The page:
Tuesday, December 22, 2009

Yucatán, December 2008

A year ago this month, I was in Mexico.

Here are the photos.

This was my first trip to Mexico, my first exposure to the Mayan culture. In grad school I read Charles C. Mann's 1491, and learned most of what little I know about the Mayan culture. As good as the book is, it was one thing for me to understand from an intellectual perspective the depth and breadth of historic Myan culture, and quite another actually to visit the historic sites -- Chichén Itzá, Uxmal, Ek Balam, etc. -- and gain an understanding of how technologically and socially developed* the culture was and how dense it was packed.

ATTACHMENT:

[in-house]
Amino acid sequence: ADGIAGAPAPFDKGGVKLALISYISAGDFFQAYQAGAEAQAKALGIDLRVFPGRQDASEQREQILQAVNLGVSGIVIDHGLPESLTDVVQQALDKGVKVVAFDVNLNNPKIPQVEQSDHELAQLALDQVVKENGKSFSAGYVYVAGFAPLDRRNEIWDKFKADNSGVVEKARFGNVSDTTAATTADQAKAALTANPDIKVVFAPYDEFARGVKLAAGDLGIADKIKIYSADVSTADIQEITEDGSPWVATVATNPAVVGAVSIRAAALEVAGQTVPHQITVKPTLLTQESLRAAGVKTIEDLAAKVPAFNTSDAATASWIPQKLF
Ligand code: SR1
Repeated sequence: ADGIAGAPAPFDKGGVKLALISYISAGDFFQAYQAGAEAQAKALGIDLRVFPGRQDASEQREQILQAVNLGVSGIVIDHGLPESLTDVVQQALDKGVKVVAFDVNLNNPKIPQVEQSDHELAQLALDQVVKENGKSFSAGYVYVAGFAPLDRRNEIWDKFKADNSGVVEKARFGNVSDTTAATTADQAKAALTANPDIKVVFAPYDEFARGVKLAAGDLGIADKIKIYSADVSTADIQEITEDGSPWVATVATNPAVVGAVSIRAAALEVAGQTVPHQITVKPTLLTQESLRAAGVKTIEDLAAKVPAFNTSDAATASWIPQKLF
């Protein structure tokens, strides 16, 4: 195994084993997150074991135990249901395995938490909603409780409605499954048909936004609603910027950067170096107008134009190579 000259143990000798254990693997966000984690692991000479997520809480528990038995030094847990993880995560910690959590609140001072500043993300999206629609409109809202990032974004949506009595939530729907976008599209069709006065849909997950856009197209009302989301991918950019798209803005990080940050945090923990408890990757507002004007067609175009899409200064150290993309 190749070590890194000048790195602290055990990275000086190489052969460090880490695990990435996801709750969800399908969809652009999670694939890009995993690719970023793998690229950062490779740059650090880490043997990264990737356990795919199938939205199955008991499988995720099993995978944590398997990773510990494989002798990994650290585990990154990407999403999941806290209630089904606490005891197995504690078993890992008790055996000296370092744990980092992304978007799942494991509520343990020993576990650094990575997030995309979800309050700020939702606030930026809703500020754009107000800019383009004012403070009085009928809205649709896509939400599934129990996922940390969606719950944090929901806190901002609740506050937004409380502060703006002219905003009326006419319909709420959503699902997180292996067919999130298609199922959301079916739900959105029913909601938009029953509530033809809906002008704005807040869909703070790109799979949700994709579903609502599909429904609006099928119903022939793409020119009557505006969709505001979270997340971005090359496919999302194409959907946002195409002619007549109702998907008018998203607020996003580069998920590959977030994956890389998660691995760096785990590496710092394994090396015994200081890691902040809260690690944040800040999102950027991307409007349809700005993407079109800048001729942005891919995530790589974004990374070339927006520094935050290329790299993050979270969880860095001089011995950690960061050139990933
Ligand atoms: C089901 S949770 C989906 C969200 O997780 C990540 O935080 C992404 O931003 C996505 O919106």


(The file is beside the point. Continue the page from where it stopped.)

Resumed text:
As with the vast majority of preserved historic sites of this kind (Ancient Egyptian, Roman, Greek, Persian, Chinese, Indian, etc.), what the present-day visitor sees is, largely, the monumental, public, and ruling-class architecture. It would be fascinating to see some of these sites restored to some degree with the color, vibrancy, and multi-class life that they once teemed with.

Nevertheless, to stand atop the main pyramind in Ek Balam and look across the dense, flat Yucatán landscape and see other pyramids way off in the distance was absolutely amazing.

* "developed" is a problematic, value-laden word, but "advanced" even more so . . . what other word works here?


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